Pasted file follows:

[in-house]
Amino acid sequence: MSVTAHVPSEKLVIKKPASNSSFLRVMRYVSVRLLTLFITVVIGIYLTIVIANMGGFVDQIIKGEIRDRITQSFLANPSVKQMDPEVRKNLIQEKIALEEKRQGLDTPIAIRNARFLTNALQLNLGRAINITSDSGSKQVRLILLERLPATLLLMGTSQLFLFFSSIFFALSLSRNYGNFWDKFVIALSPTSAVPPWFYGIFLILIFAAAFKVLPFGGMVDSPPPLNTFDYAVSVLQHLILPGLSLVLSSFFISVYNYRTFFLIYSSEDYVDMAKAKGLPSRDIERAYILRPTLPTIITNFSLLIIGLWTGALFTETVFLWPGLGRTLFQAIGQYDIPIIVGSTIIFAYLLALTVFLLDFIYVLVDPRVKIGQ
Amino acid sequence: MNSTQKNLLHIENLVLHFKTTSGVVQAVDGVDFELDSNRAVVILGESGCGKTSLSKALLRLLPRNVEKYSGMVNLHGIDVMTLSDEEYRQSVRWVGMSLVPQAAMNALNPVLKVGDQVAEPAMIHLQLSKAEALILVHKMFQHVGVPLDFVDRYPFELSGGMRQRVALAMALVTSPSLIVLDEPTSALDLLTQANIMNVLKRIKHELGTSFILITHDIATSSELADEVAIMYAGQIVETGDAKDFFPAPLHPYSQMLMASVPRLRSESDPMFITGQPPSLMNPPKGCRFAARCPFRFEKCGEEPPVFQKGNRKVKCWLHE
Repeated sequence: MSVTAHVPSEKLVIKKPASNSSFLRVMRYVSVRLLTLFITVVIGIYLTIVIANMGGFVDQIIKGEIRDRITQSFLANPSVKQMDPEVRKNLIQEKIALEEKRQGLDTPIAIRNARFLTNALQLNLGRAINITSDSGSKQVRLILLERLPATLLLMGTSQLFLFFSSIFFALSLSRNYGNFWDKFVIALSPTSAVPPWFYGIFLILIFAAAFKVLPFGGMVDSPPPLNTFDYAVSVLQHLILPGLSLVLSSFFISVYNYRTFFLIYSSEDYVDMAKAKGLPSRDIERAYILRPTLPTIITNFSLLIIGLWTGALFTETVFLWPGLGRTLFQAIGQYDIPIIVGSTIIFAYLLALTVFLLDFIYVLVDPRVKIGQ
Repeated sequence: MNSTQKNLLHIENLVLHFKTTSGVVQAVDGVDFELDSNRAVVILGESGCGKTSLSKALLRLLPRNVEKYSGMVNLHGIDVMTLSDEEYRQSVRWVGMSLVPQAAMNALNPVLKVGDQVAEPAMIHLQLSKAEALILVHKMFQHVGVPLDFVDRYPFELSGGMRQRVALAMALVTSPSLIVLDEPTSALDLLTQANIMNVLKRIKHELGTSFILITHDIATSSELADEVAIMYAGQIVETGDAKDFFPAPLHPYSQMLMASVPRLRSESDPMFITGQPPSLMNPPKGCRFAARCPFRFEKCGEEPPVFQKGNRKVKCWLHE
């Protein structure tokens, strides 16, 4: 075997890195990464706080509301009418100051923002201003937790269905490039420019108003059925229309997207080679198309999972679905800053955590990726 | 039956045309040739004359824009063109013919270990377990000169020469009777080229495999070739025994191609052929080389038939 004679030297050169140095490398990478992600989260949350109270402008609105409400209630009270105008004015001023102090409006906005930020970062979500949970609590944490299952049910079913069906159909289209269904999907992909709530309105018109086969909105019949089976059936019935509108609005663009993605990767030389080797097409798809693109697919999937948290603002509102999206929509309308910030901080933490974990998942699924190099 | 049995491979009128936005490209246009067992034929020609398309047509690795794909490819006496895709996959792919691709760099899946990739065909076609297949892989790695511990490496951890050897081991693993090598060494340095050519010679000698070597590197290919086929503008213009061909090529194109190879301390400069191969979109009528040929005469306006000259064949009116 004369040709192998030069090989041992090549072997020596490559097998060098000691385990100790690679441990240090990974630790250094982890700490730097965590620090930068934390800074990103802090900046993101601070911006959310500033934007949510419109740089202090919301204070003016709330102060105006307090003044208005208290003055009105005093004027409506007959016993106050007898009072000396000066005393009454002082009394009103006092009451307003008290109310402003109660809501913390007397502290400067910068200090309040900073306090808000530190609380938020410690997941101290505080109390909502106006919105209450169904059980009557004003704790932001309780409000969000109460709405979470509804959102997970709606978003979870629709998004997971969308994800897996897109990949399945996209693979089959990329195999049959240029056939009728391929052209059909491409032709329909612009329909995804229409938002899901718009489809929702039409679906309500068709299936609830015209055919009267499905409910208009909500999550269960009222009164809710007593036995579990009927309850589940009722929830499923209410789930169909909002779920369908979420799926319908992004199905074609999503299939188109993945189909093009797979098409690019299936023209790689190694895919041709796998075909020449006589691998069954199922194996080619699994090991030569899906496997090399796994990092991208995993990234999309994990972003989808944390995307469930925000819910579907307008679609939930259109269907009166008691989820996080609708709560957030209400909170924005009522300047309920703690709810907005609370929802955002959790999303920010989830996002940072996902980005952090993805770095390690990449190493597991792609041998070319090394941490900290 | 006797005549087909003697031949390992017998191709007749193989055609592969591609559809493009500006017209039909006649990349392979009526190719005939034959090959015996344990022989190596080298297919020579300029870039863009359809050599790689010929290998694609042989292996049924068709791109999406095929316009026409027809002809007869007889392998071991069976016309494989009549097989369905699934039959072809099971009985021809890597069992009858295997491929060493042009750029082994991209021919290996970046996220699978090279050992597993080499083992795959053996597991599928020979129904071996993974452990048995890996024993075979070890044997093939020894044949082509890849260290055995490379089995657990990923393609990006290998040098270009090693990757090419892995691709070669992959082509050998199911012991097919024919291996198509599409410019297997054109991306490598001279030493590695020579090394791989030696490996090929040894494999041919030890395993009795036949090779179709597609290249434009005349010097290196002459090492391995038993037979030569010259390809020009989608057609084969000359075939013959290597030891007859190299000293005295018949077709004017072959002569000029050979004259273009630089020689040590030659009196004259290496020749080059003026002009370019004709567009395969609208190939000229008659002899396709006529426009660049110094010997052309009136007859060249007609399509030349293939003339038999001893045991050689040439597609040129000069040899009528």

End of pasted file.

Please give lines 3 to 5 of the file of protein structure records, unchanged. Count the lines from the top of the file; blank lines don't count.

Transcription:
Amino acid sequence: MNSTQKNLLHIENLVLHFKTTSGVVQAVDGVDFELDSNRAVVILGESGCGKTSLSKALLRLLPRNVEKYSGMVNLHGIDVMTLSDEEYRQSVRWVGMSLVPQAAMNALNPVLKVGDQVAEPAMIHLQLSKAEALILVHKMFQHVGVPLDFVDRYPFELSGGMRQRVALAMALVTSPSLIVLDEPTSALDLLTQANIMNVLKRIKHELGTSFILITHDIATSSELADEVAIMYAGQIVETGDAKDFFPAPLHPYSQMLMASVPRLRSESDPMFITGQPPSLMNPPKGCRFAARCPFRFEKCGEEPPVFQKGNRKVKCWLHE
Repeated sequence: MSVTAHVPSEKLVIKKPASNSSFLRVMRYVSVRLLTLFITVVIGIYLTIVIANMGGFVDQIIKGEIRDRITQSFLANPSVKQMDPEVRKNLIQEKIALEEKRQGLDTPIAIRNARFLTNALQLNLGRAINITSDSGSKQVRLILLERLPATLLLMGTSQLFLFFSSIFFALSLSRNYGNFWDKFVIALSPTSAVPPWFYGIFLILIFAAAFKVLPFGGMVDSPPPLNTFDYAVSVLQHLILPGLSLVLSSFFISVYNYRTFFLIYSSEDYVDMAKAKGLPSRDIERAYILRPTLPTIITNFSLLIIGLWTGALFTETVFLWPGLGRTLFQAIGQYDIPIIVGSTIIFAYLLALTVFLLDFIYVLVDPRVKIGQ
Repeated sequence: MNSTQKNLLHIENLVLHFKTTSGVVQAVDGVDFELDSNRAVVILGESGCGKTSLSKALLRLLPRNVEKYSGMVNLHGIDVMTLSDEEYRQSVRWVGMSLVPQAAMNALNPVLKVGDQVAEPAMIHLQLSKAEALILVHKMFQHVGVPLDFVDRYPFELSGGMRQRVALAMALVTSPSLIVLDEPTSALDLLTQANIMNVLKRIKHELGTSFILITHDIATSSELADEVAIMYAGQIVETGDAKDFFPAPLHPYSQMLMASVPRLRSESDPMFITGQPPSLMNPPKGCRFAARCPFRFEKCGEEPPVFQKGNRKVKCWLHE